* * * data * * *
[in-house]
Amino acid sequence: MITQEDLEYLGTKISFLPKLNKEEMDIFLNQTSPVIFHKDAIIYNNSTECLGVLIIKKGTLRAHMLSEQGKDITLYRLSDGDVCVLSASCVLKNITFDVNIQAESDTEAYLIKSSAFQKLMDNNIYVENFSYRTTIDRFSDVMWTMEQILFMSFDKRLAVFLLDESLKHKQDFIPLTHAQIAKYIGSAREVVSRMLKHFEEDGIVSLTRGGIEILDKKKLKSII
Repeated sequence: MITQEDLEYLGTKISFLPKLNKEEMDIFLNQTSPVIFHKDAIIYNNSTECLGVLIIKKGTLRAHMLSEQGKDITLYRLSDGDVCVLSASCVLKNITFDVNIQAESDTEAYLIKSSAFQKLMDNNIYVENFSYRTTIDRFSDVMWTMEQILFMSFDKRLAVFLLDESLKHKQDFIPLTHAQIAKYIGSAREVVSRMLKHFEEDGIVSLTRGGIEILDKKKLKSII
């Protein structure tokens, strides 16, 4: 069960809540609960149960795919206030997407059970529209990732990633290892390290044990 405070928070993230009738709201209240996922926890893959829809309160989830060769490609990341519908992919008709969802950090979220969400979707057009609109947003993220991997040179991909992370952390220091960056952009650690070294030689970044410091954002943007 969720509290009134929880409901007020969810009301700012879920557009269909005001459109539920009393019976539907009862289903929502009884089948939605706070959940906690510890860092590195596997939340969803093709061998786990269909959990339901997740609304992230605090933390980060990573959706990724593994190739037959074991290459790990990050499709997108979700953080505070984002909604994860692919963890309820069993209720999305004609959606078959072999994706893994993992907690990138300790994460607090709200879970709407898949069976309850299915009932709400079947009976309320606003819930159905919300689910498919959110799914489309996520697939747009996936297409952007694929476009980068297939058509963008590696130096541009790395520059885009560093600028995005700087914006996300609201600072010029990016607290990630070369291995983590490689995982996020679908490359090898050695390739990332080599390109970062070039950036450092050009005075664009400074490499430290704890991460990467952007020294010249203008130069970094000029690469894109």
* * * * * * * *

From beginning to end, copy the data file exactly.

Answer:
[in-house]
Amino acid sequence: MITQEDLEYLGTKISFLPKLNKEEMDIFLNQTSPVIFHKDAIIYNNSTECLGVLIIKKGTLRAHMLSEQGKDITLYRLSDGDVCVLSASCVLKNITFDVNIQAESDTEAYLIKSSAFQKLMDNNIYVENFSYRTTIDRFSDVMWTMEQILFMSFDKRLAVFLLDESLKHKQDFIPLTHAQIAKYIGSAREVVSRMLKHFEEDGIVSLTRGGIEILDKKKLKSII
Repeated sequence: MITQEDLEYLGTKISFLPKLNKEEMDIFLNQTSPVIFHKDAIIYNNSTECLGVLIIKKGTLRAHMLSEQGKDITLYRLSDGDVCVLSASCVLKNITFDVNIQAESDTEAYLIKSSAFQKLMDNNIYVENFSYRTTIDRFSDVMWTMEQILFMSFDKRLAVFLLDESLKHKQDFIPLTHAQIAKYIGSAREVVSRMLKHFEEDGIVSLTRGGIEILDKKKLKSII
């Protein structure tokens, strides 16, 4: 069960809540609960149960795919206030997407059970529209990732990633290892390290044990 405070928070993230009738709201209240996922926890893959829809309160989830060769490609990341519908992919008709969802950090979220969400979707057009609109947003993220991997040179991909992370952390220091960056952009650690070294030689970044410091954002943007 969720509290009134929880409901007020969810009301700012879920557009269909005001459109539920009393019976539907009862289903929502009884089948939605706070959940906690510890860092590195596997939340969803093709061998786990269909959990339901997740609304992230605090933390980060990573959706990724593994190739037959074991290459790990990050499709997108979700953080505070984002909604994860692919963890309820069993209720999305004609959606078959072999994706893994993992907690990138300790994460607090709200879970709407898949069976309850299915009932709400079947009976309320606003819930159905919300689910498919959110799914489309996520697939747009996936297409952007694929476009980068297939058509963008590696130096541009790395520059885009560093600028995005700087914006996300609201600072010029990016607290990630070369291995983590490689995982996020679908490359090898050695390739990332080599390109970062070039950036450092050009005075664009400074490499430290704890991460990467952007020294010249203008130069970094000029690469894109």